Basics: Value scale at p. 123 in MAS

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    Dear all,

    I am having some difficulties understanding the table at page 123 in MAS (Johnsons value scale). I would like to understand how this table might be translated into a value scale with specific ends instead of horses and fish. This table can then be used to understand each trade that Johnson makes in the example. But unfortunately the aggregates (barrels of fish) are messing things up for me. I know it’s silly, but what can I do, I’m stuck. So I’ve simplified the example a bit, and I wonder if someone can tell me whether I have reasoned correctly or not. And if not, where I have gone wrong. I would be most grateful.

    Here’s my simplified value scale:

    a third horse
    4 barrels of fish
    3 barrels of fish
    a second horse
    2 barrels of fish
    a first horse
    1 barrel of fish

    Lets assume that his value scale, containing ends not means, looks like the following:

    Horses (or rather: ends that Johnson can satisfy with horses):

    1. A
    2. B
    3. C

    Fish (or rather: ends that Johnson can satisfy with barrels of fish):

    1. D
    2. E
    3. F
    4. G
    5. H
    6. I

    Given these ends, is it correct to “translate” the simplified value scale to the following one (which would reflect his actual prioritization of ends)?

    1. A
    2. D, E, F, G, H, I
    3. D, E, F, G, H
    4. B
    5. D, E
    6. C
    7. D


    Jackson’s translated value scale would be:

    1. A – 3rd horse
    2. D,E,F,G – 4 barrels of fish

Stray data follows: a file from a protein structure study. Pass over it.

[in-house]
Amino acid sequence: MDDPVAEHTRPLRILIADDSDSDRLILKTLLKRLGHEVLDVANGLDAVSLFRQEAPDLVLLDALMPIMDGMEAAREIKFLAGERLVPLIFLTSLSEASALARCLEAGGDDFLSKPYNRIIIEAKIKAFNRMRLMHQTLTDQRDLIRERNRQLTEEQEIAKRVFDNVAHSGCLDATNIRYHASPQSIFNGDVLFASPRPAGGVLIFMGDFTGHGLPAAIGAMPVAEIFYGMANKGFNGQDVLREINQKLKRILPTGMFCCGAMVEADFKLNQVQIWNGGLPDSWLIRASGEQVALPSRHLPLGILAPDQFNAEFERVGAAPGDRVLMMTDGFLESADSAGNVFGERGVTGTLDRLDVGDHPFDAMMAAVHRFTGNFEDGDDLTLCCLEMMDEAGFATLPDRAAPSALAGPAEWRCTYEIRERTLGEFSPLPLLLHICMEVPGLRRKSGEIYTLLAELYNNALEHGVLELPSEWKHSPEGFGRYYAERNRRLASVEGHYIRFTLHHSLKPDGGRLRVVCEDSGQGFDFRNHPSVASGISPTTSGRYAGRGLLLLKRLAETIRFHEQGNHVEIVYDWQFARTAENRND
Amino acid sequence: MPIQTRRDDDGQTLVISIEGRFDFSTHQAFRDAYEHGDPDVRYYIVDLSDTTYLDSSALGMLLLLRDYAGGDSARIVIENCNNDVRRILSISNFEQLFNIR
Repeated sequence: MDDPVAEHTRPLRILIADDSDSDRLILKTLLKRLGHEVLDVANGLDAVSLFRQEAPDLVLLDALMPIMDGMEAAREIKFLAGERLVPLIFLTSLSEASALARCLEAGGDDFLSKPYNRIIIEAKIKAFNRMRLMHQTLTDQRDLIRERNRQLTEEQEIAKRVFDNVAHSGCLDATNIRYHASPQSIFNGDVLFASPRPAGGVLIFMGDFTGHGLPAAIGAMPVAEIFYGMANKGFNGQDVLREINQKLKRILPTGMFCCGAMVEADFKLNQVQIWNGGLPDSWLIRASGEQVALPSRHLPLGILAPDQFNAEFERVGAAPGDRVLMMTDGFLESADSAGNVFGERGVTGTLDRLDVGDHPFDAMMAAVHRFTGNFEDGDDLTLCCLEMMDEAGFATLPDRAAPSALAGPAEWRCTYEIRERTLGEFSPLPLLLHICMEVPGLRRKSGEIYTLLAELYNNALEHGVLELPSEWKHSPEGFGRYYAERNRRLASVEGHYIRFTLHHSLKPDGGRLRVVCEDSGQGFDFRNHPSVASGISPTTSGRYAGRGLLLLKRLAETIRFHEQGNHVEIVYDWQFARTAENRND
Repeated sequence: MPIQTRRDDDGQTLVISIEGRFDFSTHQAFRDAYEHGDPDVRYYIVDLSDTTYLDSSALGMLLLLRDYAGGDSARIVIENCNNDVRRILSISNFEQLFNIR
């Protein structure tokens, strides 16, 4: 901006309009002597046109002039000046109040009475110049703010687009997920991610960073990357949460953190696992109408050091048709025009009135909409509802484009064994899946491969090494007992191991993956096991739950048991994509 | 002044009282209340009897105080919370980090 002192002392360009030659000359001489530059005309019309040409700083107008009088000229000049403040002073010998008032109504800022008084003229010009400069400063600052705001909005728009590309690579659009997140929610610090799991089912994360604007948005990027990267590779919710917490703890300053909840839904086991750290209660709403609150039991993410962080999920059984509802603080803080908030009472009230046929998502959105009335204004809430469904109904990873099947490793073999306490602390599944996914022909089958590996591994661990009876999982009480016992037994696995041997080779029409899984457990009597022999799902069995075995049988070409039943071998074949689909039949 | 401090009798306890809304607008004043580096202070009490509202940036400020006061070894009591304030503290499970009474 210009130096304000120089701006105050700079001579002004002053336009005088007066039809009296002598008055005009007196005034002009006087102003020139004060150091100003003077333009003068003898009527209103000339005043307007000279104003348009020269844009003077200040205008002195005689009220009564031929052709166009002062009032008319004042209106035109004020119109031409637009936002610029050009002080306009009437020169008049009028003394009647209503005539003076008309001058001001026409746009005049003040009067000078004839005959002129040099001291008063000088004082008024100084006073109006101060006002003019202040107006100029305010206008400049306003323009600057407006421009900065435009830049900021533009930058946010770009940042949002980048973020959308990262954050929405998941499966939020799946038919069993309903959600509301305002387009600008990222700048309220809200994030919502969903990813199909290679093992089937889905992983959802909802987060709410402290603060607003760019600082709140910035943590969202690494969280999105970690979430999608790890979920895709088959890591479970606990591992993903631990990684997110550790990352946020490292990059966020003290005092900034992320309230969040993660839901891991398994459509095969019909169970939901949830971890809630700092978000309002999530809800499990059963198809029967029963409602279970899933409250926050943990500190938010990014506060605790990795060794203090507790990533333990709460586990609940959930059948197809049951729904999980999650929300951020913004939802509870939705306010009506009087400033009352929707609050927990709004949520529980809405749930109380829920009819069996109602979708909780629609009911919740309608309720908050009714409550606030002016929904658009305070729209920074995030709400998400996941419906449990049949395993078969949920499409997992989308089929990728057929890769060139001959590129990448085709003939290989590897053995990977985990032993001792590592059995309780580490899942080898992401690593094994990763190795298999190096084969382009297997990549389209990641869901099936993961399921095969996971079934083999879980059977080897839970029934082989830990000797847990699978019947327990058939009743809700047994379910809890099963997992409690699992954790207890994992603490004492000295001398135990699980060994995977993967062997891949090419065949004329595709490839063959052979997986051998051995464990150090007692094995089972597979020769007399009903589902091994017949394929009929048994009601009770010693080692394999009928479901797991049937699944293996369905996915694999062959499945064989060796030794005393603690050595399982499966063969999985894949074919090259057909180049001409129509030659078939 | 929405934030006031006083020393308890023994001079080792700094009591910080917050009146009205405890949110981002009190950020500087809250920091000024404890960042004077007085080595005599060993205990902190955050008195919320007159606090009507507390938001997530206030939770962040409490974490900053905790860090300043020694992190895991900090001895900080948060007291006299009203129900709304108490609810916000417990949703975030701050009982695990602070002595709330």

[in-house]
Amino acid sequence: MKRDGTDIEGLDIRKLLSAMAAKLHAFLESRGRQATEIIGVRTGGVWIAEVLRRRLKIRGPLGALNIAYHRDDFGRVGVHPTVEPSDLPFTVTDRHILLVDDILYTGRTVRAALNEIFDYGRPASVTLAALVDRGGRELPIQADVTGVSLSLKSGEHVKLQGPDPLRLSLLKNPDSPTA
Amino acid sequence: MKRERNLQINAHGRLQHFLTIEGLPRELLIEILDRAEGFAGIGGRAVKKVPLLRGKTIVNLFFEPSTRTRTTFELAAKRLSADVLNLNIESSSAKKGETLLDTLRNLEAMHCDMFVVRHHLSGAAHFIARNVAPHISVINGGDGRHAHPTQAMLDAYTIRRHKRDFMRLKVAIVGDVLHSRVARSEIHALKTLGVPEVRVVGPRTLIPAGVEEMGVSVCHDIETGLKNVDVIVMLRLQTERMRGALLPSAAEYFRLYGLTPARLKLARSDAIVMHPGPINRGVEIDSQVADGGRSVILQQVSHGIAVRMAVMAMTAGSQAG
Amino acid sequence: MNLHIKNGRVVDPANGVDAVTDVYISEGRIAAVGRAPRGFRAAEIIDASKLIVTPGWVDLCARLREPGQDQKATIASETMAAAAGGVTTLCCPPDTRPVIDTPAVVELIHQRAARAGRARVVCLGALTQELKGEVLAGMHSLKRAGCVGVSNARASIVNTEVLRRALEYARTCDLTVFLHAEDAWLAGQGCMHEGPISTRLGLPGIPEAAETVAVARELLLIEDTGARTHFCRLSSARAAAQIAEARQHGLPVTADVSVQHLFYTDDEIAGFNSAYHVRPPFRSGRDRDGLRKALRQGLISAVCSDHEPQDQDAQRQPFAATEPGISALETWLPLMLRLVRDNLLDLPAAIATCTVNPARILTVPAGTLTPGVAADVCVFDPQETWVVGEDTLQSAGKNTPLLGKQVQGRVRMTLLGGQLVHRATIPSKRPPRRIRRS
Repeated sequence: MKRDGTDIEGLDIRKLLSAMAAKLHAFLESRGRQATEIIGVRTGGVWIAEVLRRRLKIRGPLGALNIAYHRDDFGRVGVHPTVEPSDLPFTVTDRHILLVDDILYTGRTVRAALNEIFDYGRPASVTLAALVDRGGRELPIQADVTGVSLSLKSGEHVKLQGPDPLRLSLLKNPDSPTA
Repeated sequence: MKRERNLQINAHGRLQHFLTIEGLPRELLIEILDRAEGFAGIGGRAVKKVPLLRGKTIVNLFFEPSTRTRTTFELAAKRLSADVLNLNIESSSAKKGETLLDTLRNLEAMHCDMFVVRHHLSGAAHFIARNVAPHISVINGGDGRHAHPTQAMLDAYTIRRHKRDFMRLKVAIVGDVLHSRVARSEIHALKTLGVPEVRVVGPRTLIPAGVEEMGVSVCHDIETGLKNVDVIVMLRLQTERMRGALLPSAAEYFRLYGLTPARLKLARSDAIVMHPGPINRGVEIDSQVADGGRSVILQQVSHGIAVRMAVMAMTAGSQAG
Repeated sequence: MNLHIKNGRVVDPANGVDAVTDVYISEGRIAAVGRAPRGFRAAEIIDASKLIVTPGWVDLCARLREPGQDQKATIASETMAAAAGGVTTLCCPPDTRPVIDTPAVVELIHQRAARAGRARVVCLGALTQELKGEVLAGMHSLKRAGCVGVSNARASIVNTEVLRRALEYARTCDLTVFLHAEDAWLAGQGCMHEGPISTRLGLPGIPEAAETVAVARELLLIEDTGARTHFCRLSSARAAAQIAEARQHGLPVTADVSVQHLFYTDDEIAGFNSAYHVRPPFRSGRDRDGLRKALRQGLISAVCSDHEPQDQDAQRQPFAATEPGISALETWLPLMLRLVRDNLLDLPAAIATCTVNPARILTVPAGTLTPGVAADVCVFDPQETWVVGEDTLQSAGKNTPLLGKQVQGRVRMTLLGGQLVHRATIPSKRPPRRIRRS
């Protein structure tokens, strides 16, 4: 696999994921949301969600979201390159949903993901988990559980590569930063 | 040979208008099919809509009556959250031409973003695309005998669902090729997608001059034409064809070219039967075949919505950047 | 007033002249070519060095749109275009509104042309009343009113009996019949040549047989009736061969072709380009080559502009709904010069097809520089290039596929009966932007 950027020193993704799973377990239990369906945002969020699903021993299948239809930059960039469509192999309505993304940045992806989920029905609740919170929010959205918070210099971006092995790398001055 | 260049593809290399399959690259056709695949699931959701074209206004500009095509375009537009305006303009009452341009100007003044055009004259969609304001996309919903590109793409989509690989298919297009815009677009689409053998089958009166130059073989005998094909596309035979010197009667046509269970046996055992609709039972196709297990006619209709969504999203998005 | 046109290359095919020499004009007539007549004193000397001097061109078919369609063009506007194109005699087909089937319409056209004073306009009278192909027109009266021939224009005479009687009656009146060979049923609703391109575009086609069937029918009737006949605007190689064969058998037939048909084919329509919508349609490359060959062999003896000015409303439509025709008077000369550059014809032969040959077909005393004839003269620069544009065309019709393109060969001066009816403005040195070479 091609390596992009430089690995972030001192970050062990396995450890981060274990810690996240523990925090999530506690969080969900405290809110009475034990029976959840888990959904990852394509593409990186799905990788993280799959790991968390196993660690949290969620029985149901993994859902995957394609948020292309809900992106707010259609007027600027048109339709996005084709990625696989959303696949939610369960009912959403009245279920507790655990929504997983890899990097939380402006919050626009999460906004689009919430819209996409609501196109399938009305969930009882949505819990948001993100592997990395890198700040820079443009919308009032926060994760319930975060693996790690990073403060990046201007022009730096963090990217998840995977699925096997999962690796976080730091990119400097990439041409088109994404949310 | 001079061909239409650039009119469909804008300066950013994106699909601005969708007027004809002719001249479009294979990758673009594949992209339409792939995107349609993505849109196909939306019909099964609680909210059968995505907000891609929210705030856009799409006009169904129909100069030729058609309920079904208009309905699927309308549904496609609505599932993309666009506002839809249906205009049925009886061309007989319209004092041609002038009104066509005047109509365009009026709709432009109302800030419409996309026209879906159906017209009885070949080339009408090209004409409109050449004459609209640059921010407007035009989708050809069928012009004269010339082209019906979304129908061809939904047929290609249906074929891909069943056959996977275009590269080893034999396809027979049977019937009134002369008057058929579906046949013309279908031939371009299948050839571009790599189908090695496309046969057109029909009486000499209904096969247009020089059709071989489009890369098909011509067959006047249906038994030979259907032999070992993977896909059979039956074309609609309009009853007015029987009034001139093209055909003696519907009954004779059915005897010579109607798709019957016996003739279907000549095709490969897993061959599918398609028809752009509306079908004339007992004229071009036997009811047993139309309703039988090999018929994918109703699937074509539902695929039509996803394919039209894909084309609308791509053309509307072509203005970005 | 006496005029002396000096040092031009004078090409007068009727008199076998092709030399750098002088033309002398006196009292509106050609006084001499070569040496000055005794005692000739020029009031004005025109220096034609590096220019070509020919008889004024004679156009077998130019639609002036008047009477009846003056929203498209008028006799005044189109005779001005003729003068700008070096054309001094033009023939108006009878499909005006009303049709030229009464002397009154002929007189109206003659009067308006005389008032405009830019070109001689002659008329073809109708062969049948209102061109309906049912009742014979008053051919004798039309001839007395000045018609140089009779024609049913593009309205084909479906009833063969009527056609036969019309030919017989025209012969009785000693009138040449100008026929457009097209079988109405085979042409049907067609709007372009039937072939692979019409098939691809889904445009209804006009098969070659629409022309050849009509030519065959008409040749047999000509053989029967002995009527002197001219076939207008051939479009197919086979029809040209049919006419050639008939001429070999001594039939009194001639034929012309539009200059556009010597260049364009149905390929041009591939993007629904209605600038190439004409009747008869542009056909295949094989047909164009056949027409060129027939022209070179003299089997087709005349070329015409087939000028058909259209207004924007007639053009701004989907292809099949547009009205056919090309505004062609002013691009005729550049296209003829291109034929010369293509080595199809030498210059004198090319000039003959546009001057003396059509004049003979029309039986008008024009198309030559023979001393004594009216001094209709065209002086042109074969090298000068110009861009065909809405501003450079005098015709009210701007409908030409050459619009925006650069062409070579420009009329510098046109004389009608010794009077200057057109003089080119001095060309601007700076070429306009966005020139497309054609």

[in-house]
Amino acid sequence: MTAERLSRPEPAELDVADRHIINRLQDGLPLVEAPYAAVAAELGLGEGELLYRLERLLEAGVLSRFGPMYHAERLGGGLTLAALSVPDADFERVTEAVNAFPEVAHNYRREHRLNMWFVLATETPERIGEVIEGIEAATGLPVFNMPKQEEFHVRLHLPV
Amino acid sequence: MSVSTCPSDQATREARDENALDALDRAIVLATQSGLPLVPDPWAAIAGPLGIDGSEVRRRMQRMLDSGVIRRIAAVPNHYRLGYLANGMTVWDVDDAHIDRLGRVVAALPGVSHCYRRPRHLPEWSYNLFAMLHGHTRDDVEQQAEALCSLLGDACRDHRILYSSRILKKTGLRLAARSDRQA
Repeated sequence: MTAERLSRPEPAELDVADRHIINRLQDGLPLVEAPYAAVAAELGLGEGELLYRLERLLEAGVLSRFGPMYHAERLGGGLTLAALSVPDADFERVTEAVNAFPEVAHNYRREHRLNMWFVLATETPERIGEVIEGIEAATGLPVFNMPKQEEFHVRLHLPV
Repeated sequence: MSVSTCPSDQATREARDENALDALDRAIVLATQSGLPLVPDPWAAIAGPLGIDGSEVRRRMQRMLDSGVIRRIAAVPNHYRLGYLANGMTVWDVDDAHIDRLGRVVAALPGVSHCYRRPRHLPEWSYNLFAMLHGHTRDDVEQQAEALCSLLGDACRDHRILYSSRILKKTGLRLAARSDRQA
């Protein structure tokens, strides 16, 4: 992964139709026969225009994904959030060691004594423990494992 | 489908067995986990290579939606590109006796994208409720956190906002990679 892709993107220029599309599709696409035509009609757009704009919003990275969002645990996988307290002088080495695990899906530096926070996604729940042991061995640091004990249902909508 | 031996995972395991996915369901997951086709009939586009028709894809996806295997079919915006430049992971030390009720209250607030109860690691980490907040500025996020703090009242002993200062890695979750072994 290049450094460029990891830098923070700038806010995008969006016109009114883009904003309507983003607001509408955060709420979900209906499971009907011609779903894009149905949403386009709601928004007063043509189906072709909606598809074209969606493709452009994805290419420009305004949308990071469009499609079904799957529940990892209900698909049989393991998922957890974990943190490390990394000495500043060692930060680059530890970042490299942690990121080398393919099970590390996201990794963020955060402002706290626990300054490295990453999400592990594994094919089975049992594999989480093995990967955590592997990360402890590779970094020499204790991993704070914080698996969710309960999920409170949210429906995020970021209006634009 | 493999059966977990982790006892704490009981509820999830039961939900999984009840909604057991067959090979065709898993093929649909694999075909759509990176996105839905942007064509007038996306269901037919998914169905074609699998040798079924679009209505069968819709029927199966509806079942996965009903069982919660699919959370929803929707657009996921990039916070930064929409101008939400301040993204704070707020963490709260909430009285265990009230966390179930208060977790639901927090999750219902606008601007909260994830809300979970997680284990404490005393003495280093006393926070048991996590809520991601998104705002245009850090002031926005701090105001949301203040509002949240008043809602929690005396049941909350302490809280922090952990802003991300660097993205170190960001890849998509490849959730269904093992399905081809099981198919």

3. D,E,F – 3 barrels of fish
    4. B – 2nd horse
    5. D,E – 2 barrels of fish
    6. C – 1st horse
    7. D – 1 barrel of fish

    This value scale assumes that his horses come in equally-serviceable units and that his barrels of fish come in equally-serviceable units. Equally-serviceable units of a good mean that any one unit can satisfy any one end. So 4 barrels of fish allow Jackson to satisfy his four highest-valued ends (D,E,F,G).


    Thanks for your reply Professor Herbener. Unfortunately I am still as confused as before! 😀 Wouldn’t your value scale suggest that the price of a horse drops as the transactions progress? The first horse was traded away for 2 barrels of fish, leaving Johnson with two horses and two barrels of fish. Now, according to the scale you’ve described, Johnson would trade away a second horse, which is worth more than the first (because of increasing MU) for less barrels of fish (I’m focusing on the 3 barrels option, ignoring the 4 barrels option), namely one barrel, ending up with one horse and 3 barrels (serving ends D, E and F). Doesn’t this go against the law of MU?

    I must have misunderstood something very fundamental. So here’s how I interpret Rothbards example at page 123, using my scale: